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Most of the photos on this site were extracted from reference images (high-resolution tiffs, 20 to 200 megabytes in size) from the Library of Congress research archive. (To query the database click here.) Many were digitized by LOC contractors using a Sinar studio back. They are adjusted by your webmaster for contrast and color in Photoshop before being downsized and turned into the jpegs you see here.

 
 
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VINTAGRAPH • WPA • WWII • PROTECT HER FROM TUBERCULOSIS

Small Curd: 1924

Small Curd: 1924

Washington, D.C., 1924. "Chestnut Farms Dairy." ("Cottage cheese, sugar? Yes, honey.") National Photo Company Collection glass negative. View full size.

 

A tidy row

I love the pristine look of these new brick row houses. This photo reminds me of the 4700 block of 8th Street.

Dairy products

You know, even during Prohibition, I don't think many people outside of dairy advertising drank milk out of wine goblets.

Pretty Cool

I just got a new cordless mouse and, among other things, it has a magnifier as one of the four possible buttons, plus the wheel. Comes in handy for Shorpy's once in a while.

Dear Diary

Look again -- the table is normal height. It's the chairs that are low because they are intended for lounging, not dining. That is, if you wish to call tomatoes, cottage cheese and milk dining....

Are you going to eat that???

It looks like she gets her fair share of calories. He, on the other hand, looks like he sticks to the cheese products.

Plastic Container

The cottage cheese tub looks very similar to those plastic tubs you would find today. Wonder if it is made of tin or paper.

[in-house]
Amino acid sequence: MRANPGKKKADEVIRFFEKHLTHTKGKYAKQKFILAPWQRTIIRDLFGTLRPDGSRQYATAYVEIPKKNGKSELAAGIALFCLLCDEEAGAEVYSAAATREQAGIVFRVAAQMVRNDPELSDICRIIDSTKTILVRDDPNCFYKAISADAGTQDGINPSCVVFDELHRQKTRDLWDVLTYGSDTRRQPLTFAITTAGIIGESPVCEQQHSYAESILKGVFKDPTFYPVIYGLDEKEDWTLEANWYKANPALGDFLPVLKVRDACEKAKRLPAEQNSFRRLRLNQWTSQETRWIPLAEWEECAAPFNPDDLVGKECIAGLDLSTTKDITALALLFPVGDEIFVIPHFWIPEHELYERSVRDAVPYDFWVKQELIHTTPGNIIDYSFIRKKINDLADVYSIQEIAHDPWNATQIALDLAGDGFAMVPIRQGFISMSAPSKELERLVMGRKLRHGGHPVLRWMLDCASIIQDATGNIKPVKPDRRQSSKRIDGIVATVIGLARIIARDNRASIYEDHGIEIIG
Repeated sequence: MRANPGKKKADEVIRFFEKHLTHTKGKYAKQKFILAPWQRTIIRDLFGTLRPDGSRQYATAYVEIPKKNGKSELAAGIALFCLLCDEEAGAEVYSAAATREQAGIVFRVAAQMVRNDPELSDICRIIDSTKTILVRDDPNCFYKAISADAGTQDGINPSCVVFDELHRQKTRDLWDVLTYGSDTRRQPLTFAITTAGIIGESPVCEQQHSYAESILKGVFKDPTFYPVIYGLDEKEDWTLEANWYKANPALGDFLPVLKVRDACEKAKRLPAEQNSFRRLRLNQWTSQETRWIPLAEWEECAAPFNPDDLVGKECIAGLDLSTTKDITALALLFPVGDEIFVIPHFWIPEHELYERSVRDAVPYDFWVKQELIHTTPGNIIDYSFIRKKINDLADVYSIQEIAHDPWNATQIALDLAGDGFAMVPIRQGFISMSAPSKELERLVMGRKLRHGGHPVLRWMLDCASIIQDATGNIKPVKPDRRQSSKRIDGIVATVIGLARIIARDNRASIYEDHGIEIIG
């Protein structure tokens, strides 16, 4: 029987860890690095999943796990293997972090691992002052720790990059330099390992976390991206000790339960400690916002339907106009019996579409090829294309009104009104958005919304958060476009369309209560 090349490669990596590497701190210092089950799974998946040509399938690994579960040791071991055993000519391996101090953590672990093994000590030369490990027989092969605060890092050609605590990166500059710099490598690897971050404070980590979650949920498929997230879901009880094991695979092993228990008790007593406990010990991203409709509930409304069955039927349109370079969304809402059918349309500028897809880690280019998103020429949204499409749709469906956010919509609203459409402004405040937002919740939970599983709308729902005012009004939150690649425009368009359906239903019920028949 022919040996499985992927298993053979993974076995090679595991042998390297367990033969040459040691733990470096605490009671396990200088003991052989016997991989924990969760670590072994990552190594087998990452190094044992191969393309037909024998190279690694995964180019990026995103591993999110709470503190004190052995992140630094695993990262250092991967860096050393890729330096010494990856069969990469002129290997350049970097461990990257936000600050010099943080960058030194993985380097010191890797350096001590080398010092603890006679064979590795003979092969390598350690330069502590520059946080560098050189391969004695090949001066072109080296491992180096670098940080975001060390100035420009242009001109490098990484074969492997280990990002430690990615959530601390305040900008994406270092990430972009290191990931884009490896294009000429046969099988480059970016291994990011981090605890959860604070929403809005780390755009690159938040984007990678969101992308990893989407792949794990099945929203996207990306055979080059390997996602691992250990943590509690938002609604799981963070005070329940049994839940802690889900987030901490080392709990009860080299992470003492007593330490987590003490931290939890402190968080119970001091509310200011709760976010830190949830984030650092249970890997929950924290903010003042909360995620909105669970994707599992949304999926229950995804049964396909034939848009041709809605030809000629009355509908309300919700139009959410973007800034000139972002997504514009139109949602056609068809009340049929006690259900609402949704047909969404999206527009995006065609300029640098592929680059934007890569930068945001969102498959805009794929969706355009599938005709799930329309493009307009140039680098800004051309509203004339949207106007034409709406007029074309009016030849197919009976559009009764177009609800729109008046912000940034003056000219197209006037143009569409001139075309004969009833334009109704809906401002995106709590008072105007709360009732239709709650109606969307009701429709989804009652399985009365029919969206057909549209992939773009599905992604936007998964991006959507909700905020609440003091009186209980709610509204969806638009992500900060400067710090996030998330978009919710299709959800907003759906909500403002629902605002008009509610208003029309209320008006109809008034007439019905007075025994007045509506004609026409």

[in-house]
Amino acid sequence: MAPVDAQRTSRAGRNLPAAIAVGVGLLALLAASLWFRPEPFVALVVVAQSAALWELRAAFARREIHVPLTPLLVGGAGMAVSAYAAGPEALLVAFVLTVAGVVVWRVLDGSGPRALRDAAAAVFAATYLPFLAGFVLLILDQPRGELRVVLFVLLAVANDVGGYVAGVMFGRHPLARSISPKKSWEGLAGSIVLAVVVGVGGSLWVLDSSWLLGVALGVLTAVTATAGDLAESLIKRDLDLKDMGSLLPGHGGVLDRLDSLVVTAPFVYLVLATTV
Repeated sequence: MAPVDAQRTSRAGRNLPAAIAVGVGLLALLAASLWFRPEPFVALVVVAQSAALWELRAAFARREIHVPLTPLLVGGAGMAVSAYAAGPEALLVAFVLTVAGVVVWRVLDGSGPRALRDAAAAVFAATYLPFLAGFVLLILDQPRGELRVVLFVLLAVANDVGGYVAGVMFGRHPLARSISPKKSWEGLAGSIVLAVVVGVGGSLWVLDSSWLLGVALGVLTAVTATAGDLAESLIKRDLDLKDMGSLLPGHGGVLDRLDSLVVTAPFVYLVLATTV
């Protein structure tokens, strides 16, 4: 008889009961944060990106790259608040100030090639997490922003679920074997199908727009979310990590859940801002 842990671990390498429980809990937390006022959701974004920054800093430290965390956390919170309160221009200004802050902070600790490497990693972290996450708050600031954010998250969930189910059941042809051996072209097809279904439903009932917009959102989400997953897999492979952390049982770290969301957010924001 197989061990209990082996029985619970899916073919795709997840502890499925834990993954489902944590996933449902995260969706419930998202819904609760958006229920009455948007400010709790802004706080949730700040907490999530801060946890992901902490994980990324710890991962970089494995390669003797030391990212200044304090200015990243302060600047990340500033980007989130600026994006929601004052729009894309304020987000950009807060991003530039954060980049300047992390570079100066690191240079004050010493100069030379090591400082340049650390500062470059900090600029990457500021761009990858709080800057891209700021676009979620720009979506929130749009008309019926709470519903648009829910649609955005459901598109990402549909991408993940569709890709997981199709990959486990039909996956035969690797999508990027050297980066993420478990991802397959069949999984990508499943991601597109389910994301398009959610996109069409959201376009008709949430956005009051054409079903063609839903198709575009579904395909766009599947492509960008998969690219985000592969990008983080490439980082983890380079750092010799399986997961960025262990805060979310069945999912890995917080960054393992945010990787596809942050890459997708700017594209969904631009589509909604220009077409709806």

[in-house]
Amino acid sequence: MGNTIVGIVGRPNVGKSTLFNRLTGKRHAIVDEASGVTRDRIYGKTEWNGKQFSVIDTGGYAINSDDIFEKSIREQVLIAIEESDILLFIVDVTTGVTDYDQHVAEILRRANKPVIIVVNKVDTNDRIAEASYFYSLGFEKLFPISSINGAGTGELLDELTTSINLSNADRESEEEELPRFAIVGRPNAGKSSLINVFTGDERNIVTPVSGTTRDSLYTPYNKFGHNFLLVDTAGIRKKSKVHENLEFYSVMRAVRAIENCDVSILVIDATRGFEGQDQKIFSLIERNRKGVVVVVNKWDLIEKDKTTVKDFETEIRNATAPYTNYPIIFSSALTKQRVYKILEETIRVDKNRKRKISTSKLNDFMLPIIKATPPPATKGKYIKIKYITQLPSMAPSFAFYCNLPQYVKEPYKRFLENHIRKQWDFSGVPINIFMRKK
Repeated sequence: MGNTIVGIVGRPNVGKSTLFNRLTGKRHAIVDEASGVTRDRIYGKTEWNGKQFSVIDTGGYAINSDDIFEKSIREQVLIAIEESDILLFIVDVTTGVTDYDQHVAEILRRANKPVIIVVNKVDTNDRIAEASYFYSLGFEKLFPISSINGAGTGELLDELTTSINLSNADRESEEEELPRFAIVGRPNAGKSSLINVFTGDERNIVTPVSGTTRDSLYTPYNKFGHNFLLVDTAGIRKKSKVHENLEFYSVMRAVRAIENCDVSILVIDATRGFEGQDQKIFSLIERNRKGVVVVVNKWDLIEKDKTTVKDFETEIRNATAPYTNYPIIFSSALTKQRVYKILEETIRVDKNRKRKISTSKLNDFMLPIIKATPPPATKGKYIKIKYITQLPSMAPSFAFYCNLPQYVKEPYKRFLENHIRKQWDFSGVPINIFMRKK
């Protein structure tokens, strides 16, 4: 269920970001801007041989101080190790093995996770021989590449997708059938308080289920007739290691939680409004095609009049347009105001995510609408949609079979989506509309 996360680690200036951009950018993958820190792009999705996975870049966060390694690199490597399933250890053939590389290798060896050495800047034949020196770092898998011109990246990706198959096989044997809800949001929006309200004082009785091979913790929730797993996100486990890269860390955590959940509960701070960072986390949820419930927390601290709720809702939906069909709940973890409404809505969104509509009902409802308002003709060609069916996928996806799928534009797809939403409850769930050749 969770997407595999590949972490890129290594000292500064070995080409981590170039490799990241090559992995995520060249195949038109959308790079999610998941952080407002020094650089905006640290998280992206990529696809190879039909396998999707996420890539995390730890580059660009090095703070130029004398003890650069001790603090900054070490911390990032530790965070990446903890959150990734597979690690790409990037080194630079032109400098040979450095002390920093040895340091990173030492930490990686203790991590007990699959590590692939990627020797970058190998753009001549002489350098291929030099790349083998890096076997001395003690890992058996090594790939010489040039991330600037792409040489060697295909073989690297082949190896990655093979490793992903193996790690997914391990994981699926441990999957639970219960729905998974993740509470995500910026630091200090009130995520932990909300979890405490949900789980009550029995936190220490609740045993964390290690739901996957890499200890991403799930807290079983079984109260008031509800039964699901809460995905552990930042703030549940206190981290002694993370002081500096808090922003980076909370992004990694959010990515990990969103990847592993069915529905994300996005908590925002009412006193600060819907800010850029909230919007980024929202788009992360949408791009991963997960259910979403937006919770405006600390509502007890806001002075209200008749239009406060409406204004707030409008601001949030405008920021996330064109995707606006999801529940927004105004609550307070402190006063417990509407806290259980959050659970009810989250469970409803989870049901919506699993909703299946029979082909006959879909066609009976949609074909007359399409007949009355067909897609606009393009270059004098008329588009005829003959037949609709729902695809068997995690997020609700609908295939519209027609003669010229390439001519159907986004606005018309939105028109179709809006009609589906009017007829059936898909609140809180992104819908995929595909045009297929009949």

[Waxed paper. - Dave]

Re: Brick Titanic

I've often thought my porch and its environs resembled the Lusitania.

Pshaw on the rowhouse comment

The tunnel-of-doom effect is done with mirrors. It's the same optical illusion anyone sees in a fitting room with mirrors on opposite walls.

You don't see the "people" in the reflections because they're vampires.

Strange Composition

The photographer seems more fascinated with the perspective of the porches receding to infinity than in the diary-focused dinner. The odd high table seems to contribute to this. Why not have a normal table height with the camera looking down on the scene?

[It's what happens when you're focusing on that diary. - Dave]

Not a whole lot of lovin'

Not a whole lot of lovin' going on with that cottage cheese breath.

Brick Titanic

If it weren't for the fact that it's a dozen years too late and constructed out of material that wouldn't float very well, this could almost pass for the deck of the Titanic. Not sure if agri-tourism was around back then, but the Chestnut Farms Dairy's estate was positively palatial. That's a hotel.

[These are rowhouses. The caption note "Chestnut Dairy" means the dairy was the National Photo client who commissioned the picture. - Dave]

 
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Shorpy.com | History in HD is a vintage photo blog featuring thousands of high-definition images from the 1850s to 1950s. The site is named after Shorpy Higginbotham, a teenage coal miner who lived 100 years ago.

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